…said nobody, ever.

Have you ever made a choice or decision hoping things go badly?

Of course not.

Even in those all too familiar moments of, “I know I shouldn’t, but…” you probably weren’t going for a negative outcome.

The fact is, we’re all doing our very best with what we have in that moment. And yet, we beat ourselves up (over and over again) for the “mistakes” we make.

If a good-old self thrashing were a useful learning tool, I’d say go for it. No pain no gain, right?

Wrong.

In truth, beating yourself up is pretty darn counter-productive. It makes you feel bad without offering any real learning or motivation to do things differently the next time.

What can you do instead?

You can change your thinking-habit. Actually, you can create a completely new way of thinking about mistakes that will help you move forward, even when things have just gone terribly wrong.

This Week: 
7 steps to turn “mistakes” into opportunities for growth.

As a Mindful Monday reader, I’m sure you know to always begin by bringing yourself into the present moment:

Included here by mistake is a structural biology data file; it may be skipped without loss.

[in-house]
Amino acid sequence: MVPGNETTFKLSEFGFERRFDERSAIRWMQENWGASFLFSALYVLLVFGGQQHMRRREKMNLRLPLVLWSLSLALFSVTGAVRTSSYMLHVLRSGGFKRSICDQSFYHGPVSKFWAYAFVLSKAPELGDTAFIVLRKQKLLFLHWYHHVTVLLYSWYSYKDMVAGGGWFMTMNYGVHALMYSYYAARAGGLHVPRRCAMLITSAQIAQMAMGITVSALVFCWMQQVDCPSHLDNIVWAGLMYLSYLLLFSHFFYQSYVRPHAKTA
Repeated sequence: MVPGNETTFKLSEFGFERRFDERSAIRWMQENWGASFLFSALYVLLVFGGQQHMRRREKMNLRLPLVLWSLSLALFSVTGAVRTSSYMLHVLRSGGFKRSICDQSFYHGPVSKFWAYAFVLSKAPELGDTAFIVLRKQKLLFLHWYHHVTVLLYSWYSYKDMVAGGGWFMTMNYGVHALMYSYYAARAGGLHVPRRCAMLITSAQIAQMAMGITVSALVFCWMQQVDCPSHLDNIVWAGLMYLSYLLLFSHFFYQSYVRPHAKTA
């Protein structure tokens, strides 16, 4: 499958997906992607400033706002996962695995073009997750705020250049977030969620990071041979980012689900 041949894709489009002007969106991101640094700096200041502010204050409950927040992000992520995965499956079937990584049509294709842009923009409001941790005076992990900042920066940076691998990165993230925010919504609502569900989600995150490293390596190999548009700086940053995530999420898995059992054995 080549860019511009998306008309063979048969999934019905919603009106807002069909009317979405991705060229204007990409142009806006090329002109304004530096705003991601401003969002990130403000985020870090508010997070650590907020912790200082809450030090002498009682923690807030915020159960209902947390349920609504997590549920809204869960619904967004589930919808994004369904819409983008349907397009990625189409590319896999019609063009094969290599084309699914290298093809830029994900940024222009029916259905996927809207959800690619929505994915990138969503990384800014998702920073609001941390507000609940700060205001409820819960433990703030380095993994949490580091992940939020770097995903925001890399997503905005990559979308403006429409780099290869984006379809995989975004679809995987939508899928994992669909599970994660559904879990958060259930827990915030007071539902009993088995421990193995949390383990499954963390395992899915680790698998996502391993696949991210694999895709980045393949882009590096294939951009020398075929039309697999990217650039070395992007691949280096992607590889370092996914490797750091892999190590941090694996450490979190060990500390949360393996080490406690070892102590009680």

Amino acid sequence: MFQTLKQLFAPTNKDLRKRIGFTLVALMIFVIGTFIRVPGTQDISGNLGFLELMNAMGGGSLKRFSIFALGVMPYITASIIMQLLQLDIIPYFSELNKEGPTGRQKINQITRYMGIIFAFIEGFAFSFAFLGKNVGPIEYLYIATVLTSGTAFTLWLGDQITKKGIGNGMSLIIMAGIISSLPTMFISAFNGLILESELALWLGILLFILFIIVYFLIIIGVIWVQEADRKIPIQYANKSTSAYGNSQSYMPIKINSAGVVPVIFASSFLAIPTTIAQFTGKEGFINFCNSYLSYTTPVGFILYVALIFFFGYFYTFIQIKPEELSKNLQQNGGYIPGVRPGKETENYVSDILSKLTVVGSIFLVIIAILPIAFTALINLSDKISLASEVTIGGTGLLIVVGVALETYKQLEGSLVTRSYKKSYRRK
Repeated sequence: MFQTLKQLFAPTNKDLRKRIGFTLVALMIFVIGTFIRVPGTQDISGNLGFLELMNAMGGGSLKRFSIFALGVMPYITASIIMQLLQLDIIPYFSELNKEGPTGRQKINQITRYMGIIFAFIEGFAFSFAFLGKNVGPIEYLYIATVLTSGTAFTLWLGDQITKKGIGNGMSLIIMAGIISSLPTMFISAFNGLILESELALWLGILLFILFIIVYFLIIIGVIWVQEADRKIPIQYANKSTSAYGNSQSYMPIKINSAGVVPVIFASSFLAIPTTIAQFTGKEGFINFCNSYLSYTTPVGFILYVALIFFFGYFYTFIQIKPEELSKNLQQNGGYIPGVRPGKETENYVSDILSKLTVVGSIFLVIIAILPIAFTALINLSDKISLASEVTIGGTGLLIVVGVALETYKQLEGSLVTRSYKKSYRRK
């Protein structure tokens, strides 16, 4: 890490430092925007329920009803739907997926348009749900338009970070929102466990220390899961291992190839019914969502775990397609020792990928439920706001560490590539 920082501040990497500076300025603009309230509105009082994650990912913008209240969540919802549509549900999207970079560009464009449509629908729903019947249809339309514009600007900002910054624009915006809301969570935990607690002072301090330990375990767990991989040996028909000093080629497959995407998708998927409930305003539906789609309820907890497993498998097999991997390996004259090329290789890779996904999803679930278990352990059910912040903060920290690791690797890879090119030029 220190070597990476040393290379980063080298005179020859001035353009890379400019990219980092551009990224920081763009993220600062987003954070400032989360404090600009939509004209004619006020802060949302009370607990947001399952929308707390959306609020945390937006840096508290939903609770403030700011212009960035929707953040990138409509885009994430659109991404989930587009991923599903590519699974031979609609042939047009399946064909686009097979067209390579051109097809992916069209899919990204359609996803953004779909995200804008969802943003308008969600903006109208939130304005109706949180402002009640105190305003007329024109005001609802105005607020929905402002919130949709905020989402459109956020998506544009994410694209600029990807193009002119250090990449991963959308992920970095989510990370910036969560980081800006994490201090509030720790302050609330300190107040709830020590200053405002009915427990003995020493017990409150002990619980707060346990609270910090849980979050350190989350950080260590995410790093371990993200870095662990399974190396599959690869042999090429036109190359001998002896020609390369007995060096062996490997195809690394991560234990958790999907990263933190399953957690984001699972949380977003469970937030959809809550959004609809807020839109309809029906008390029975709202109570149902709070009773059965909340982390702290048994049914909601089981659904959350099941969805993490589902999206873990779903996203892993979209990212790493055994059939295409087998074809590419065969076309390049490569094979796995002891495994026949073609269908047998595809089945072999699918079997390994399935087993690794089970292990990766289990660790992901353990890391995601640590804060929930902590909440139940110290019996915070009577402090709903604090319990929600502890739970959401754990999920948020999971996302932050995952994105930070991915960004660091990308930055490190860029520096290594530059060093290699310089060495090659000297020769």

1. Pause, and take a few deep breaths.
  2. Focus on your breath for a moment. Gently direct your attention to the air as it flows in and out of your body.
  3. Next, allow your mind to notice and name any painful emotions that you’re be feeling. They may be significant, or they may be subtle. (anger, embarrassment, fear, blame…)
  4. If your mind begins to wander into any stories about those feelings, gently direct your attention back to the emotion without judging it, by silently repeating “I am feeling (name the emotions) and I am okay” a few times.
  5. Repeat these steps until you feel calmer and a bit more centered. 

    Now you’re ready to learn from what happened: 
     
  6. Ask yourself the following questions. 
    - What specifically is the result that I am unhappy with? 
    - What specific actions led to that result? 
    - What result would I like in the future? 
    - Why is that result important to me? (The honest answer to this question is often not the initial, logical answer that comes to mind. Take some time to explore this question until you’re confident that you understand what you’re really after.) 
    - What actions might you take in the future to produce the result you’re looking for?
  7. Using your answers to the questions above, set an intention for what you’d like to try the next time a similar circumstance arises.
  8. Visualize your intention.

If, at any point, the stories about what you got wrong reemerge, bring yourself back to the present moment by repeating steps 1-5.

Comment